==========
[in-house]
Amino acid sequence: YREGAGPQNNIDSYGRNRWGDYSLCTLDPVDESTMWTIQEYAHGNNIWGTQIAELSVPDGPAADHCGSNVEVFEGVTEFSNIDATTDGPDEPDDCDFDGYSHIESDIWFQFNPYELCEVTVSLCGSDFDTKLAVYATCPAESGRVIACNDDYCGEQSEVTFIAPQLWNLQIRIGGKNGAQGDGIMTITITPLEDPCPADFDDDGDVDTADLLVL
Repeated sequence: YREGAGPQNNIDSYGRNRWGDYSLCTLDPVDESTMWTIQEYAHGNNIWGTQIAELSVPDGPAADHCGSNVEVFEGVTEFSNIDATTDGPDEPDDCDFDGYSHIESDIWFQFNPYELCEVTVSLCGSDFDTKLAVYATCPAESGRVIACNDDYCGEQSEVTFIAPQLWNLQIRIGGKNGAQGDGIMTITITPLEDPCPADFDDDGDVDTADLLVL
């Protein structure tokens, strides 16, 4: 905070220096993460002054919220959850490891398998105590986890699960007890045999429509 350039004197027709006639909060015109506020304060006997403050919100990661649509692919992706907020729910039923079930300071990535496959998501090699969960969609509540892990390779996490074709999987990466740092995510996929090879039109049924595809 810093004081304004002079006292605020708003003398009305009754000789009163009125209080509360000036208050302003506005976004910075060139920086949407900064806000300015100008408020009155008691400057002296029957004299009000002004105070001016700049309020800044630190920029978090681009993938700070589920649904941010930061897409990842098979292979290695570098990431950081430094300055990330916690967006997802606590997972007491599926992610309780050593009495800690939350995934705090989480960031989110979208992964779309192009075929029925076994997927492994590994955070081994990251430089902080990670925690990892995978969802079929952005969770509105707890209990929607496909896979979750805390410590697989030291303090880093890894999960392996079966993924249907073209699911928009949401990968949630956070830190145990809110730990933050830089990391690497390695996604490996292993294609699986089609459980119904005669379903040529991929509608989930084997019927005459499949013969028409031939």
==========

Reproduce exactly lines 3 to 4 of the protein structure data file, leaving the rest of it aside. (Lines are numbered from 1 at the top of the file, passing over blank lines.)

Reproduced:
Repeated sequence: YREGAGPQNNIDSYGRNRWGDYSLCTLDPVDESTMWTIQEYAHGNNIWGTQIAELSVPDGPAADHCGSNVEVFEGVTEFSNIDATTDGPDEPDDCDFDGYSHIESDIWFQFNPYELCEVTVSLCGSDFDTKLAVYATCPAESGRVIACNDDYCGEQSEVTFIAPQLWNLQIRIGGKNGAQGDGIMTITITPLEDPCPADFDDDGDVDTADLLVL
């Protein structure tokens, strides 16, 4: 905070220096993460002054919220959850490891398998105590986890699960007890045999429509 350039004197027709006639909060015109506020304060006997403050919100990661649509692919992706907020729910039923079930300071990535496959998501090699969960969609509540892990390779996490074709999987990466740092995510996929090879039109049924595809 810093004081304004002079006292605020708003003398009305009754000789009163009125209080509360000036208050302003506005976004910075060139920086949407900064806000300015100008408020009155008691400057002296029957004299009000002004105070001016700049309020800044630190920029978090681009993938700070589920649904941010930061897409990842098979292979290695570098990431950081430094300055990330916690967006997802606590997972007491599926992610309780050593009495800690939350995934705090989480960031989110979208992964779309192009075929029925076994997927492994590994955070081994990251430089902080990670925690990892995978969802079929952005969770509105707890209990929607496909896979979750805390410590697989030291303090880093890894999960392996079966993924249907073209699911928009949401990968949630956070830190145990809110730990933050830089990391690497390695996604490996292993294609699986089609459980119904005669379903040529991929509608989930084997019927005459499949013969028409031939």